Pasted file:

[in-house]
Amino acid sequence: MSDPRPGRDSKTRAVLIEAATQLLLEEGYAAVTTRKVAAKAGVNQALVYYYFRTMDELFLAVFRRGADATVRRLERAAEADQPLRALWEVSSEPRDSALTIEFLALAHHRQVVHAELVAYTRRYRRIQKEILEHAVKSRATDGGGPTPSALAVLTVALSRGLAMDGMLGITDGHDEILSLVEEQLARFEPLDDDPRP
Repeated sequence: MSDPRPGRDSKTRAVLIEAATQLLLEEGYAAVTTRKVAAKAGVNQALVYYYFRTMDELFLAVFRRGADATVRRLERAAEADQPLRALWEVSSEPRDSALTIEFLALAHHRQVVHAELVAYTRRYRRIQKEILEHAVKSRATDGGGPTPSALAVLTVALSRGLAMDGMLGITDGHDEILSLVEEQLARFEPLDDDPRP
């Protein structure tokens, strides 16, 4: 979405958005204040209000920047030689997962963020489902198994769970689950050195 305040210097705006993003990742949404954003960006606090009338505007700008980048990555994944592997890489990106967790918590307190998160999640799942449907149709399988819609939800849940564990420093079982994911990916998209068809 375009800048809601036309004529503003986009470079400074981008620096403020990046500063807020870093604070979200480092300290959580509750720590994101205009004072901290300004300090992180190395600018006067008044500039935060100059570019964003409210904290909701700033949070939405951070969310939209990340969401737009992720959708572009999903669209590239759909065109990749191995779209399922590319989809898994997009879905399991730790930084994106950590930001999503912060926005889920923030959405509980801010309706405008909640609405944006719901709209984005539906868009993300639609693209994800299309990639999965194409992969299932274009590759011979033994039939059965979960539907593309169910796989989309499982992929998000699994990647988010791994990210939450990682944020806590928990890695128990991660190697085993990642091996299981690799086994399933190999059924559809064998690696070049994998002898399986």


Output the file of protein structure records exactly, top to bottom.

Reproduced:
[in-house]
Amino acid sequence: MSDPRPGRDSKTRAVLIEAATQLLLEEGYAAVTTRKVAAKAGVNQALVYYYFRTMDELFLAVFRRGADATVRRLERAAEADQPLRALWEVSSEPRDSALTIEFLALAHHRQVVHAELVAYTRRYRRIQKEILEHAVKSRATDGGGPTPSALAVLTVALSRGLAMDGMLGITDGHDEILSLVEEQLARFEPLDDDPRP
Repeated sequence: MSDPRPGRDSKTRAVLIEAATQLLLEEGYAAVTTRKVAAKAGVNQALVYYYFRTMDELFLAVFRRGADATVRRLERAAEADQPLRALWEVSSEPRDSALTIEFLALAHHRQVVHAELVAYTRRYRRIQKEILEHAVKSRATDGGGPTPSALAVLTVALSRGLAMDGMLGITDGHDEILSLVEEQLARFEPLDDDPRP
């Protein structure tokens, strides 16, 4: 979405958005204040209000920047030689997962963020489902198994769970689950050195 305040210097705006993003990742949404954003960006606090009338505007700008980048990555994944592997890489990106967790918590307190998160999640799942449907149709399988819609939800849940564990420093079982994911990916998209068809 375009800048809601036309004529503003986009470079400074981008620096403020990046500063807020870093604070979200480092300290959580509750720590994101205009004072901290300004300090992180190395600018006067008044500039935060100059570019964003409210904290909701700033949070939405951070969310939209990340969401737009992720959708572009999903669209590239759909065109990749191995779209399922590319989809898994997009879905399991730790930084994106950590930001999503912060926005889920923030959405509980801010309706405008909640609405944006719901709209984005539906868009993300639609693209994800299309990639999965194409992969299932274009590759011979033994039939059965979960539907593309169910796989989309499982992929998000699994990647988010791994990210939450990682944020806590928990890695128990991660190697085993990642091996299981690799086994399933190999059924559809064998690696070049994998002898399986």